Over the last 10 years, 50,000 manufacturers have moved their factories out of the United States. That equates to a loss of 6 million American middle-class jobs.
There are a number of reasons why companies move out of the United States: lower labor costs, less regulation, fewer environmental constraints … and while these factors that we can’t control in the United States are elements in decisions to offshore, they are not the only factors. The American tax structure is another driver behind companies like Bain Capital deciding to offshore American middle-class jobs.
The U.S. tax code defers taxes on profits of foreign subsidiaries of an American corporation. Profits earned in the United States are subject to the 35 percent corporate tax. But multinational corporations can defer paying U.S. taxes on their overseas profit until they return to the United States — reinvesting the money tax-free, and waiting for tax rates to drop to bring it home.
General Electric, for example, has $62 billion in “undistributed earnings” parked offshore according to 2008 Securities and Exchange Commission filings. Drug giant Pfizer boasts $60 billion and ExxonMobil $56 billion.
The deferral clause of our tax code has been in place for over 60 years. There have been a series of failed attempts to eliminate the clause beginning with President Kennedy’s 1961 effort.
President Kennedy understood that giving business a tax incentive to offshore jobs would ultimately underfund vital services such as education, public safety, and health care, and undermine America’s middle class economy.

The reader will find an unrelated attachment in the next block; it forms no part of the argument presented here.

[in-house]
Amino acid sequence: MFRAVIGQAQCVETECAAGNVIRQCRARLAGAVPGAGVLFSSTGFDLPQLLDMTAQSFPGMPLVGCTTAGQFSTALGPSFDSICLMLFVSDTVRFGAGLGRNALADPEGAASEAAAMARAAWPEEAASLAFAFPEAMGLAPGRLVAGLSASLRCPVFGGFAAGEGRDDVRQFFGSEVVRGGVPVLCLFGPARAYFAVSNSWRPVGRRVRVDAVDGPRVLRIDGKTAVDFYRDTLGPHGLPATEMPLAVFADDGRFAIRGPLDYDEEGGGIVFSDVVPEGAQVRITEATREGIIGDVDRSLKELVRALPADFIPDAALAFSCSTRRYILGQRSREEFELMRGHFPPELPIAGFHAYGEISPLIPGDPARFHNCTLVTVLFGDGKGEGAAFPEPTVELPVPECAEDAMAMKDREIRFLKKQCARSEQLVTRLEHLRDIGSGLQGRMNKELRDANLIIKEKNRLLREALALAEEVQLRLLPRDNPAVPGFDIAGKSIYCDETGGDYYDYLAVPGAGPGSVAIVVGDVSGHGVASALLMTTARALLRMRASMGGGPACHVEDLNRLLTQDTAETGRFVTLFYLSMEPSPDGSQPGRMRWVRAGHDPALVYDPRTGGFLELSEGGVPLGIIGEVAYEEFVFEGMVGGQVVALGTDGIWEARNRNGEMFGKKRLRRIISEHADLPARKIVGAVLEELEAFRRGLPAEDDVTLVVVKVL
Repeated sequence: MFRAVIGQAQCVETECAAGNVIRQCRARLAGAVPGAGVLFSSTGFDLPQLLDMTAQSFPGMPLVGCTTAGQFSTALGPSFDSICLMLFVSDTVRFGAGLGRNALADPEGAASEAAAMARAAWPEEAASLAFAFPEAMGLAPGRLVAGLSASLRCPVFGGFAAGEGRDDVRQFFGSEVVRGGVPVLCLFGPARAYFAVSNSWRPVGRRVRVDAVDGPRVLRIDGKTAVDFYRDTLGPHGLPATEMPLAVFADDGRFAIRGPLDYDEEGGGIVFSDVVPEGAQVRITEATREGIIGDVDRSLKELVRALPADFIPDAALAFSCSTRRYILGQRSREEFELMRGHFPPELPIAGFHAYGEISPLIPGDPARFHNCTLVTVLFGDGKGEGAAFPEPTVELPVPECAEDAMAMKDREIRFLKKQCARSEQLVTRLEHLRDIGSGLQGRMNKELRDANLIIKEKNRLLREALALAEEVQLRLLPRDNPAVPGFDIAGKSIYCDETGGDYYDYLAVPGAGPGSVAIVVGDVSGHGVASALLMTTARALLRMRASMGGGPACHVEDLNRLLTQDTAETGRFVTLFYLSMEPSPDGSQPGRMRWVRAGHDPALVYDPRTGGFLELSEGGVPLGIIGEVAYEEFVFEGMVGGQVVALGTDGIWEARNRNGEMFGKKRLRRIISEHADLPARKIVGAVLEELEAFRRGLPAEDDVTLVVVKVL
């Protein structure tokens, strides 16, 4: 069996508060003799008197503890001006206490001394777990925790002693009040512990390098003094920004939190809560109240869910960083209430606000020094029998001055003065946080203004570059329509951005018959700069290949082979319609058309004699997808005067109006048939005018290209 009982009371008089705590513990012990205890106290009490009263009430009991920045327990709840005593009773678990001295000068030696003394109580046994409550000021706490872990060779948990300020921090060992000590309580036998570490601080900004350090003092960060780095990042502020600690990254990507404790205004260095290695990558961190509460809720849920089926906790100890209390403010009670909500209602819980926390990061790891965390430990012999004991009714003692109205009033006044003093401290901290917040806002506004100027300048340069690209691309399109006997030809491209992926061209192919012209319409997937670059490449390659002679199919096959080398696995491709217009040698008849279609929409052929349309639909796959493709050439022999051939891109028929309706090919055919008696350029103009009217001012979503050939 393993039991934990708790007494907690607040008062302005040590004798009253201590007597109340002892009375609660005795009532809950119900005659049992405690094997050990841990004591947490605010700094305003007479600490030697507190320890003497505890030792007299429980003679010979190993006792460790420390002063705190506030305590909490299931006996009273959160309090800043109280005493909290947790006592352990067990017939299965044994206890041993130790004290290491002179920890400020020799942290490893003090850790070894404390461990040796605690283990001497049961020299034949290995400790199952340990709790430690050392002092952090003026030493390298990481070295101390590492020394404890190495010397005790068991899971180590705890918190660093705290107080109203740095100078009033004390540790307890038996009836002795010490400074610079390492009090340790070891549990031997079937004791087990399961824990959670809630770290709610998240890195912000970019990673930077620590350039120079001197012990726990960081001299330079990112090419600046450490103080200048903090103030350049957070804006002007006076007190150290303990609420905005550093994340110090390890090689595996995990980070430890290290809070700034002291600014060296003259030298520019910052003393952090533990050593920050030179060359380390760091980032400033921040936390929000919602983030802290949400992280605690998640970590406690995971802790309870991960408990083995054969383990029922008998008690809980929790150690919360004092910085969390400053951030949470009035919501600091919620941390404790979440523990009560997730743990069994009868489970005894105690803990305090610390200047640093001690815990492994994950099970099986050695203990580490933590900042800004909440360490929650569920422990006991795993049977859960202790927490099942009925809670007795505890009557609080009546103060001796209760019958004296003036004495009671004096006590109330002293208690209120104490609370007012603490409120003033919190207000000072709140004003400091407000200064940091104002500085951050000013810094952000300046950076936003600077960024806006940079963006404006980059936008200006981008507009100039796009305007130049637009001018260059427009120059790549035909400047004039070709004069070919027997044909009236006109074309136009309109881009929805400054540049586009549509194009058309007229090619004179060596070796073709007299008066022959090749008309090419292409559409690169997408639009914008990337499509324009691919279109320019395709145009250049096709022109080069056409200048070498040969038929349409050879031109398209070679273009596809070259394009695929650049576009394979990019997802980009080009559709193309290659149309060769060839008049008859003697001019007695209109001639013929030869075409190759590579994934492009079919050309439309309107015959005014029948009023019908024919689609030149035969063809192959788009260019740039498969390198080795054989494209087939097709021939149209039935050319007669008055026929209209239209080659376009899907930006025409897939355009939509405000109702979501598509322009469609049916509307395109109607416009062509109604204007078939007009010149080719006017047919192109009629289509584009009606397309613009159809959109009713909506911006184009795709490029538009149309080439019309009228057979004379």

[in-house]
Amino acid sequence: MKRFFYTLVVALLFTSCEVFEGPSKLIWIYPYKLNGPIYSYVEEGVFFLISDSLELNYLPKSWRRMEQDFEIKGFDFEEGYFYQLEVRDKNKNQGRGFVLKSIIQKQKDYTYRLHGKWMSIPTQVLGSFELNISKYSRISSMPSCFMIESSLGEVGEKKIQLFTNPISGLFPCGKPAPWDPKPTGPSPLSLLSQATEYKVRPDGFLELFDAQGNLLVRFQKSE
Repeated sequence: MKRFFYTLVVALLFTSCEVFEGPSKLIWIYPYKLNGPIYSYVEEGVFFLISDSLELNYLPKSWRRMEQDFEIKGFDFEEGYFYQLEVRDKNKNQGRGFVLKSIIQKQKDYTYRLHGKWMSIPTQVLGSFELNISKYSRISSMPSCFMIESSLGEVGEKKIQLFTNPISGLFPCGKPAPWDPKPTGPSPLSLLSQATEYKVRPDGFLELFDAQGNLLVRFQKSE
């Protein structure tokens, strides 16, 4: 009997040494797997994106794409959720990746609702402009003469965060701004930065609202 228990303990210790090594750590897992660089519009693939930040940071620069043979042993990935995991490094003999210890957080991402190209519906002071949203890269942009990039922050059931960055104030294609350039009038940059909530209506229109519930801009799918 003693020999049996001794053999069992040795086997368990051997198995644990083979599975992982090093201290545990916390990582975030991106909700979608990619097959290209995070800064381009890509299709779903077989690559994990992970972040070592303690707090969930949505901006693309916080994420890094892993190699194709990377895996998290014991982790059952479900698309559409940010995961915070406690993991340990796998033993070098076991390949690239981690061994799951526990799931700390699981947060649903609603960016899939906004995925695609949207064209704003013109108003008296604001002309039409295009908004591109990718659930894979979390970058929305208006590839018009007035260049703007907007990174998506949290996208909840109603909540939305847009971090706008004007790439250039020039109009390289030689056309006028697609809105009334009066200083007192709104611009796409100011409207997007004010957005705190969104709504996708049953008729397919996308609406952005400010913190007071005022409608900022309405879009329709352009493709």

In a time of 8 percent unemployment, our nation can’t afford to continue to provide tax incentives that undermine our efforts to rebuild America’s middle-class economy.
Senate Bill 2884, The Bring Jobs Home Act, co-sponsored by U.S. Sen. Jeff Merkley (D-Ore.), closes some of the tax incentives to offshore jobs. As importantly, it provides a tax credit of up to 20 percent of a company’s relocation cost when their business moves back to the United States.
All too often, union critics characterize us as anti-trade. We are not anti-trade. We support fair trade. A fair trade policy doesn’t exploit workers or the environment for the sake of profit. Fair trade is the bill of goods the American worker was sold when NAFTA was passed in the early ’90s. Some of you remember the pitch: NAFTA would be an American job creator while improving the living standards of workers globally. NAFTA and the trade agreements that have followed have lowered the standards for American workers, and done little better elsewhere.
Even fair trade, though, won’t work if our government is providing financial incentives to send jobs overseas. While the Bring Jobs Home Act doesn’t overturn out-of-balance trade agreements, it does begin the process of reversing the financial incentives for American companies.
As of this writing, U.S. Sen. Ron Wyden (D-Ore.) had not signed on to the Bring Jobs Home Act. I encourage you to call Sen. Wyden at 888-659-9401 and ask that he support the Bring Jobs Home Act. You can also check our web site at www.oraflcio.org to find out who else from Oregon’s Congressional delegation is on our side when it comes to the Bring Jobs Home Act.